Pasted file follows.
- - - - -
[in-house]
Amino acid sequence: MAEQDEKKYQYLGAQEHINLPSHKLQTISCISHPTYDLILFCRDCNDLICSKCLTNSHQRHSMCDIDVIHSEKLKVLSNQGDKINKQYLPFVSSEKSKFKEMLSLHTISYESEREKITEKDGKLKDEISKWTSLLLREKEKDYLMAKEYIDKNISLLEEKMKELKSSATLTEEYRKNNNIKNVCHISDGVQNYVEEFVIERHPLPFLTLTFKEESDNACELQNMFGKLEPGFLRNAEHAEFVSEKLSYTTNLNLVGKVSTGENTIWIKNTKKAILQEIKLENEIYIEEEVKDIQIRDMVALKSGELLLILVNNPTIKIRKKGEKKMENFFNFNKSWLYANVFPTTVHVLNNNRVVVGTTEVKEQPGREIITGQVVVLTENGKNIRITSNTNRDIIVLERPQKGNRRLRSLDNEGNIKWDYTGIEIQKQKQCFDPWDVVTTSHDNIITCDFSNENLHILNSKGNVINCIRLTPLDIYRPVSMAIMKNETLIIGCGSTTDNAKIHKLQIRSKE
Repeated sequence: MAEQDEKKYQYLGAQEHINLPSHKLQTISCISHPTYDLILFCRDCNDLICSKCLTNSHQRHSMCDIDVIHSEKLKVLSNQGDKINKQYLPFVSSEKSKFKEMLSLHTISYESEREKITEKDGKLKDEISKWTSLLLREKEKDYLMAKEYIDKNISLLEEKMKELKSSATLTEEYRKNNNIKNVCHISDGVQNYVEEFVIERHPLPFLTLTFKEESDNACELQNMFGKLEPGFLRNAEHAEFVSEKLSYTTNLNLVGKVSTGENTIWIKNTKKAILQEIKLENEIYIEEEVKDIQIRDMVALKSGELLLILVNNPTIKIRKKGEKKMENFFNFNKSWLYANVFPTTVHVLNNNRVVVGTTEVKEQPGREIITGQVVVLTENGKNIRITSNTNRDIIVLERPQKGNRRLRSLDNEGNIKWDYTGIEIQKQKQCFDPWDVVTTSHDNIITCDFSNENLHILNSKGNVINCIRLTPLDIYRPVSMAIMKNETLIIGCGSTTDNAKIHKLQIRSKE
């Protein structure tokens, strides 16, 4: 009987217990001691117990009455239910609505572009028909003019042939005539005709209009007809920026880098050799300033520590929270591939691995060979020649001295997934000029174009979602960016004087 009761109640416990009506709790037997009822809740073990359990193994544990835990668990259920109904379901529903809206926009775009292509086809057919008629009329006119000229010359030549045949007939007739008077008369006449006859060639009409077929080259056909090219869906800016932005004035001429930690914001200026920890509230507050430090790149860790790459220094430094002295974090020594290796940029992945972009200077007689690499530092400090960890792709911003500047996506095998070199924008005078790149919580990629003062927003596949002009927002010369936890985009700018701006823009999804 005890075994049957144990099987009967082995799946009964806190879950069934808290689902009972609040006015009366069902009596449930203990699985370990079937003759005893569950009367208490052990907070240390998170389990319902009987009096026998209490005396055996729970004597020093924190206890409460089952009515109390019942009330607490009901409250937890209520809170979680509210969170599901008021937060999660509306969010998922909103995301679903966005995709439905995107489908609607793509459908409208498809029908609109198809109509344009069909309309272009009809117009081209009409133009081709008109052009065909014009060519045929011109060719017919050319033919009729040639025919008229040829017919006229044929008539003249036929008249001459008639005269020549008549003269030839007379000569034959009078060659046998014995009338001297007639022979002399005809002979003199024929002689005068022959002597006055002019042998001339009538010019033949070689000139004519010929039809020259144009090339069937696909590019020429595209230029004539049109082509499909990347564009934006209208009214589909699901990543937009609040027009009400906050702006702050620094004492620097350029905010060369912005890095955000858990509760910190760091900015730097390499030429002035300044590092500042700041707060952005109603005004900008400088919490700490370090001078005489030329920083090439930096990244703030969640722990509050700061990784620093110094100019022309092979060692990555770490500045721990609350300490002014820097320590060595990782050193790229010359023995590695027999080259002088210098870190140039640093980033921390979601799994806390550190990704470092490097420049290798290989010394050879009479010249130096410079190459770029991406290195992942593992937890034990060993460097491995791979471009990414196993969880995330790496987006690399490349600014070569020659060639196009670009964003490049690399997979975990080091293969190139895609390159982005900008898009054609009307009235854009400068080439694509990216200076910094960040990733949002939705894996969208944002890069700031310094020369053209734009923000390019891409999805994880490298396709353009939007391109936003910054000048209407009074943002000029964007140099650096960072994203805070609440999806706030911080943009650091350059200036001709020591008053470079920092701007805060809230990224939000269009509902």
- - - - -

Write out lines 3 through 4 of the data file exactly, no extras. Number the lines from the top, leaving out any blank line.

Repeated sequence: MAEQDEKKYQYLGAQEHINLPSHKLQTISCISHPTYDLILFCRDCNDLICSKCLTNSHQRHSMCDIDVIHSEKLKVLSNQGDKINKQYLPFVSSEKSKFKEMLSLHTISYESEREKITEKDGKLKDEISKWTSLLLREKEKDYLMAKEYIDKNISLLEEKMKELKSSATLTEEYRKNNNIKNVCHISDGVQNYVEEFVIERHPLPFLTLTFKEESDNACELQNMFGKLEPGFLRNAEHAEFVSEKLSYTTNLNLVGKVSTGENTIWIKNTKKAILQEIKLENEIYIEEEVKDIQIRDMVALKSGELLLILVNNPTIKIRKKGEKKMENFFNFNKSWLYANVFPTTVHVLNNNRVVVGTTEVKEQPGREIITGQVVVLTENGKNIRITSNTNRDIIVLERPQKGNRRLRSLDNEGNIKWDYTGIEIQKQKQCFDPWDVVTTSHDNIITCDFSNENLHILNSKGNVINCIRLTPLDIYRPVSMAIMKNETLIIGCGSTTDNAKIHKLQIRSKE
């Protein structure tokens, strides 16, 4: 009987217990001691117990009455239910609505572009028909003019042939005539005709209009007809920026880098050799300033520590929270591939691995060979020649001295997934000029174009979602960016004087 009761109640416990009506709790037997009822809740073990359990193994544990835990668990259920109904379901529903809206926009775009292509086809057919008629009329006119000229010359030549045949007939007739008077008369006449006859060639009409077929080259056909090219869906800016932005004035001429930690914001200026920890509230507050430090790149860790790459220094430094002295974090020594290796940029992945972009200077007689690499530092400090960890792709911003500047996506095998070199924008005078790149919580990629003062927003596949002009927002010369936890985009700018701006823009999804 005890075994049957144990099987009967082995799946009964806190879950069934808290689902009972609040006015009366069902009596449930203990699985370990079937003759005893569950009367208490052990907070240390998170389990319902009987009096026998209490005396055996729970004597020093924190206890409460089952009515109390019942009330607490009901409250937890209520809170979680509210969170599901008021937060999660509306969010998922909103995301679903966005995709439905995107489908609607793509459908409208498809029908609109198809109509344009069909309309272009009809117009081209009409133009081709008109052009065909014009060519045929011109060719017919050319033919009729040639025919008229040829017919006229044929008539003249036929008249001459008639005269020549008549003269030839007379000569034959009078060659046998014995009338001297007639022979002399005809002979003199024929002689005068022959002597006055002019042998001339009538010019033949070689000139004519010929039809020259144009090339069937696909590019020429595209230029004539049109082509499909990347564009934006209208009214589909699901990543937009609040027009009400906050702006702050620094004492620097350029905010060369912005890095955000858990509760910190760091900015730097390499030429002035300044590092500042700041707060952005109603005004900008400088919490700490370090001078005489030329920083090439930096990244703030969640722990509050700061990784620093110094100019022309092979060692990555770490500045721990609350300490002014820097320590060595990782050193790229010359023995590695027999080259002088210098870190140039640093980033921390979601799994806390550190990704470092490097420049290798290989010394050879009479010249130096410079190459770029991406290195992942593992937890034990060993460097491995791979471009990414196993969880995330790496987006690399490349600014070569020659060639196009670009964003490049690399997979975990080091293969190139895609390159982005900008898009054609009307009235854009400068080439694509990216200076910094960040990733949002939705894996969208944002890069700031310094020369053209734009923000390019891409999805994880490298396709353009939007391109936003910054000048209407009074943002000029964007140099650096960072994203805070609440999806706030911080943009650091350059200036001709020591008053470079920092701007805060809230990224939000269009509902």